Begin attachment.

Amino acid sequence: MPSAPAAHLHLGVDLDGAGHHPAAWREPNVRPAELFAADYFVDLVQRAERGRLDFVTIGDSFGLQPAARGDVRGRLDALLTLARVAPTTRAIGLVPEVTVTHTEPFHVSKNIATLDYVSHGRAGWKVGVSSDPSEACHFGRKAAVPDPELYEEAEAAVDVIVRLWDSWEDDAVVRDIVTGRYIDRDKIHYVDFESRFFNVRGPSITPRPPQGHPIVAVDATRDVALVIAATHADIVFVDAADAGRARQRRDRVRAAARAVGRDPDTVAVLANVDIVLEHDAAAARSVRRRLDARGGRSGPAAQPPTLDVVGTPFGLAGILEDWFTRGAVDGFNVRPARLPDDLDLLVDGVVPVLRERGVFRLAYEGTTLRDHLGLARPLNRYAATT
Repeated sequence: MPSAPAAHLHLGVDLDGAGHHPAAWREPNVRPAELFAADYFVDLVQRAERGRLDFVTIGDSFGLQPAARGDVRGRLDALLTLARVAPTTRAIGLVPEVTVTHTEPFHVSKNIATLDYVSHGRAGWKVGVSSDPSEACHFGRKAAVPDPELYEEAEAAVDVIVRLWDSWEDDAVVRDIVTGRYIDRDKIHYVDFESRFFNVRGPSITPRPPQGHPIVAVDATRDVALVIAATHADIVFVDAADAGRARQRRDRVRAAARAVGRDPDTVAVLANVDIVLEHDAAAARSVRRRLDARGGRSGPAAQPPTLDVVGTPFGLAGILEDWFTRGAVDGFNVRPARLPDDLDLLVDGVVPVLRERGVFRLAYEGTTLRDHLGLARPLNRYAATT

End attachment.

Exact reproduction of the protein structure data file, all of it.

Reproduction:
Amino acid sequence: MPSAPAAHLHLGVDLDGAGHHPAAWREPNVRPAELFAADYFVDLVQRAERGRLDFVTIGDSFGLQPAARGDVRGRLDALLTLARVAPTTRAIGLVPEVTVTHTEPFHVSKNIATLDYVSHGRAGWKVGVSSDPSEACHFGRKAAVPDPELYEEAEAAVDVIVRLWDSWEDDAVVRDIVTGRYIDRDKIHYVDFESRFFNVRGPSITPRPPQGHPIVAVDATRDVALVIAATHADIVFVDAADAGRARQRRDRVRAAARAVGRDPDTVAVLANVDIVLEHDAAAARSVRRRLDARGGRSGPAAQPPTLDVVGTPFGLAGILEDWFTRGAVDGFNVRPARLPDDLDLLVDGVVPVLRERGVFRLAYEGTTLRDHLGLARPLNRYAATT
Repeated sequence: MPSAPAAHLHLGVDLDGAGHHPAAWREPNVRPAELFAADYFVDLVQRAERGRLDFVTIGDSFGLQPAARGDVRGRLDALLTLARVAPTTRAIGLVPEVTVTHTEPFHVSKNIATLDYVSHGRAGWKVGVSSDPSEACHFGRKAAVPDPELYEEAEAAVDVIVRLWDSWEDDAVVRDIVTGRYIDRDKIHYVDFESRFFNVRGPSITPRPPQGHPIVAVDATRDVALVIAATHADIVFVDAADAGRARQRRDRVRAAARAVGRDPDTVAVLANVDIVLEHDAAAARSVRRRLDARGGRSGPAAQPPTLDVVGTPFGLAGILEDWFTRGAVDGFNVRPARLPDDLDLLVDGVVPVLRERGVFRLAYEGTTLRDHLGLARPLNRYAATT